Adolescents living in a poor neighborhood are at increased risk of
getting infected with chlamydia in young adulthood, says new research. Chlamydial infection is a sexually transmitted infection (STI) caused by
bacteria in both men and women. Persisting chlamydia can cause scarring and
infertility issues in women.
Researchers at Ohio State University analyzed data from a large national
study that tracked youths over time. They
observed that children who lived in poor neighborhoods during their teenage
years had an almost 25 per cent greater risk of having chlamydial infection in
their early 20s - even if they themselves weren't poor - than did teenagers
living in wealthier settings. The
study is published in a recent issue of the Journal
of Urban Health
The observed negative impact of life in an impoverished neighborhood
was found to be unaffected by other known STI risk factors, such as depression,
having multiple sex partners or beginning sexual activity at a very young age.
This meant that the increased risk was not because of an increased likelihood
of sexual risk-taking behaviors or depression during adolescence.
Data were obtained from the National Longitudinal
Study of Adolescent Health (Add Health) and included three separate interviews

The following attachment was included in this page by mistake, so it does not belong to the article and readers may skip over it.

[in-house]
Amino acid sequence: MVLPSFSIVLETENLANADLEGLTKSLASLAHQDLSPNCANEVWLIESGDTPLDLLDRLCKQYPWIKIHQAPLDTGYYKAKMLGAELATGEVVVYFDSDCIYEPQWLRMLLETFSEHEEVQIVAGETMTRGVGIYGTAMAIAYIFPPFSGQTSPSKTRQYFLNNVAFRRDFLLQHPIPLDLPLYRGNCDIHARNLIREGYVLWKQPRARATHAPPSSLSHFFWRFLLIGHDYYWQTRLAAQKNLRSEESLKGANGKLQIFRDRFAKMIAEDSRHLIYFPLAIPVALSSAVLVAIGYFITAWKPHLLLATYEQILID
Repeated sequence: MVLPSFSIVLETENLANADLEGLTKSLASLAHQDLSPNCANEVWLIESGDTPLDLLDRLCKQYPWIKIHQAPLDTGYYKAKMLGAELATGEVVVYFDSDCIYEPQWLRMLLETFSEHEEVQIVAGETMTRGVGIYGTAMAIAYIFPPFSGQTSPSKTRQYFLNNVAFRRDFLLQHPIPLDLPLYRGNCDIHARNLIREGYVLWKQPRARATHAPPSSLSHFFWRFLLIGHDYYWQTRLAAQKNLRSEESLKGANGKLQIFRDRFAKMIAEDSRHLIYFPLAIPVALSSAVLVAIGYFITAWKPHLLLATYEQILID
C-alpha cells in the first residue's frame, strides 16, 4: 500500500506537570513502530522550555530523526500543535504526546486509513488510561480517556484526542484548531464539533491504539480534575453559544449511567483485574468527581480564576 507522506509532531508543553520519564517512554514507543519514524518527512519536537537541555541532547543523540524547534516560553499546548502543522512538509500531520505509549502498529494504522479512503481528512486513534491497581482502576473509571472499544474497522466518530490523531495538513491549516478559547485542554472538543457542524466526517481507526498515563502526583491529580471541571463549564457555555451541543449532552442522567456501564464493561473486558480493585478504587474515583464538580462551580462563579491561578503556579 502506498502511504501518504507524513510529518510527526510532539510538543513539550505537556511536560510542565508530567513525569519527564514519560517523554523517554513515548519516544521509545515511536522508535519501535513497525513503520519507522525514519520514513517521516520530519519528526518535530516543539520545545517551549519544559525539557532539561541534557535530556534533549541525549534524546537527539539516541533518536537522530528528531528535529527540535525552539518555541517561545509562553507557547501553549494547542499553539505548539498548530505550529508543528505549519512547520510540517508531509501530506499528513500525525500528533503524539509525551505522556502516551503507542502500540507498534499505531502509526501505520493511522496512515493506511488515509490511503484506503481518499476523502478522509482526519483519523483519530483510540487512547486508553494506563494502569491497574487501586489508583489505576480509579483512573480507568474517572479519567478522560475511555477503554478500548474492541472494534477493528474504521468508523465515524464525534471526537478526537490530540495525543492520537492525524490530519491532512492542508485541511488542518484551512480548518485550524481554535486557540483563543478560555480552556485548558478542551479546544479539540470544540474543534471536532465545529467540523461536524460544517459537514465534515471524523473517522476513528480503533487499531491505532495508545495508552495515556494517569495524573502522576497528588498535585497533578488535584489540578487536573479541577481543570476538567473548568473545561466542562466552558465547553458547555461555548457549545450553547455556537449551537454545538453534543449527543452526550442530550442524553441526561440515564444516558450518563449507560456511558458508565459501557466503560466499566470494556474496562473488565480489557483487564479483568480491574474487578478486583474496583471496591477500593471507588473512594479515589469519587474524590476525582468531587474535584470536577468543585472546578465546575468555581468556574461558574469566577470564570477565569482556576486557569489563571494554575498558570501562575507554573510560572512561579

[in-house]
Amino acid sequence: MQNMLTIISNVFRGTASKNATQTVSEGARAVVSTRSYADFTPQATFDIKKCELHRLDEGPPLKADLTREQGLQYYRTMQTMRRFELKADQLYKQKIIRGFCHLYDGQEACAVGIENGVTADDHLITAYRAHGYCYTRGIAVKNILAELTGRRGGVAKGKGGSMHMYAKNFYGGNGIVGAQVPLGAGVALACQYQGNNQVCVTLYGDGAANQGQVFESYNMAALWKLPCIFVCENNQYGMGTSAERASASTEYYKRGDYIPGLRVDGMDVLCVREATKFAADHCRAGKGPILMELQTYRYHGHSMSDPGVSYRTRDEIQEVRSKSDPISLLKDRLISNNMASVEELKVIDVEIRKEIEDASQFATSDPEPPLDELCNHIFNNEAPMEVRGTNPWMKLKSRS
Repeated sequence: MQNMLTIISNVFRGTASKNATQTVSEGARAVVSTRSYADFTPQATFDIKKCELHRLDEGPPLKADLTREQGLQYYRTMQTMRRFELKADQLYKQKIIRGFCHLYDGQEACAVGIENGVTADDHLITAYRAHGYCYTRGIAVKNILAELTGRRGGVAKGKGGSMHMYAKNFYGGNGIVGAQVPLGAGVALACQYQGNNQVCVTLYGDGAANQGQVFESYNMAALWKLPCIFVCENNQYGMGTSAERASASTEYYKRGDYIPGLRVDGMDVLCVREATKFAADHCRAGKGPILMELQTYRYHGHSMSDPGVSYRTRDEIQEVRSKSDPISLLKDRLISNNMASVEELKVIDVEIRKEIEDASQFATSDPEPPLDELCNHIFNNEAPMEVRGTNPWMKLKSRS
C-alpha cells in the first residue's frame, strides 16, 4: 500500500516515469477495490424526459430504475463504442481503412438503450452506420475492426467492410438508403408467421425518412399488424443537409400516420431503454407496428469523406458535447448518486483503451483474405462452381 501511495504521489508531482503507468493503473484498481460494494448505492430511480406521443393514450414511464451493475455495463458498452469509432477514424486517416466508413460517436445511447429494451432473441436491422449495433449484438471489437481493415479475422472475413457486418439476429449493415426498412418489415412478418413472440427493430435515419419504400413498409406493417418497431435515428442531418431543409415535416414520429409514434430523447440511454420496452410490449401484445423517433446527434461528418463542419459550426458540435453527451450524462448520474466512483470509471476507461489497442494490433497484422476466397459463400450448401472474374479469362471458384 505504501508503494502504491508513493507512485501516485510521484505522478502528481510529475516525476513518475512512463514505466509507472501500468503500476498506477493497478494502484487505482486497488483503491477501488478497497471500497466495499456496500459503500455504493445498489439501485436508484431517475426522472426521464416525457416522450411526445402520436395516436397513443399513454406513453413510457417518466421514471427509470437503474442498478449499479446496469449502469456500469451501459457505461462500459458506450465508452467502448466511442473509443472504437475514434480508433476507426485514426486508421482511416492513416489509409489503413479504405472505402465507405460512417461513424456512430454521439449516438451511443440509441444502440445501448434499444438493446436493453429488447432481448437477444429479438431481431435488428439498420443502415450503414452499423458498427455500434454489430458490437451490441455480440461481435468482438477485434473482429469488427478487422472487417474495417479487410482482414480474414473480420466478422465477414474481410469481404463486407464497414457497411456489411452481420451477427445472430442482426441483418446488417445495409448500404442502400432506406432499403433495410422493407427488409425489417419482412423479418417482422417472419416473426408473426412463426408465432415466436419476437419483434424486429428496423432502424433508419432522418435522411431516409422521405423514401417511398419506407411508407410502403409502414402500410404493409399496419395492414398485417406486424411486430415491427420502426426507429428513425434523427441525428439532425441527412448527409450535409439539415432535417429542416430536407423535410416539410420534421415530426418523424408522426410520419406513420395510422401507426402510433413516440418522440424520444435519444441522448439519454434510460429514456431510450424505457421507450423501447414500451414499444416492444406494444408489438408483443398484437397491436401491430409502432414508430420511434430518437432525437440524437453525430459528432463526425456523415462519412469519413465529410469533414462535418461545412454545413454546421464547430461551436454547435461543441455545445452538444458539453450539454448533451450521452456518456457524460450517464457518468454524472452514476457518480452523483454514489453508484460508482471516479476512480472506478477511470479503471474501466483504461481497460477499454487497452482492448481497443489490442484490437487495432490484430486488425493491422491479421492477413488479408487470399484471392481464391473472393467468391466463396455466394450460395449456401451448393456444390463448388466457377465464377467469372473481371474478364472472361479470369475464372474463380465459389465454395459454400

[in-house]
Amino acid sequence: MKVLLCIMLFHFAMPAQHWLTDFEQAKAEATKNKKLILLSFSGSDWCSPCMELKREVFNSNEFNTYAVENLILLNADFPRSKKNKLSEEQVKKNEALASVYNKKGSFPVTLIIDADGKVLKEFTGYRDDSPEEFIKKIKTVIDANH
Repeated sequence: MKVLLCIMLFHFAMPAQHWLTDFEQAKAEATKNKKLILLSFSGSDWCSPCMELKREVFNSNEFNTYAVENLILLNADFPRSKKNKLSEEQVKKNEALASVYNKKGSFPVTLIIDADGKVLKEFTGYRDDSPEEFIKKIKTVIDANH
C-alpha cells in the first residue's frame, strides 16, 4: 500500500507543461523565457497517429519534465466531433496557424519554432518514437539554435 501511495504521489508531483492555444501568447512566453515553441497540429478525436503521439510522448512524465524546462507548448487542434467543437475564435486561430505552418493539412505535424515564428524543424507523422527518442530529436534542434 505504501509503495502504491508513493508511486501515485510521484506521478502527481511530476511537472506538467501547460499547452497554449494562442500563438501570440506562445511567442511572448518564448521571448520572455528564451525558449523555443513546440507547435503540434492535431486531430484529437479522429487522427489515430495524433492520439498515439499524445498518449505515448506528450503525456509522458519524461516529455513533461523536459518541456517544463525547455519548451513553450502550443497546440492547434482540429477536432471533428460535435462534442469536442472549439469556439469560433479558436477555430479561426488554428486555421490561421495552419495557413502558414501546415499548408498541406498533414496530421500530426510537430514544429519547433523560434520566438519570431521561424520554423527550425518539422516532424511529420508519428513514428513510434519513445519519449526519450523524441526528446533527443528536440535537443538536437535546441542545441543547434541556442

of 11,460 youths who participated in the national project. During the first interview, the
average age of the children studied was 15.6 years; by the time of the third
interview, these same participants were between 18 and 27 years old.
"There is a long-term effect of living in poverty
on the risk for sexually transmitted infections in young adulthood, above and
beyond behavioral issues," said Jodi Ford, lead author of the study and an
assistant professor of nursing at Ohio State. "We have a lot of interventions
trying to address sexual risk behaviors, but few target neighborhood poverty
and disadvantage. And this work shows that living in a poor neighborhood can
have a long-term effect on health."
The prevalence of chlamydia among the young adults
surveyed was 4.6 percent. The Centers for Disease Control and Prevention
estimates that 2.86 million infections occur annually. Since most people do not
have symptoms, they do not seek testing and hence most cases remain unreported.
strengthens the evidence that to fully address the sexual health needs of this
population, STI prevention efforts should also acknowledge the effects of
neighborhood poverty," said Ford.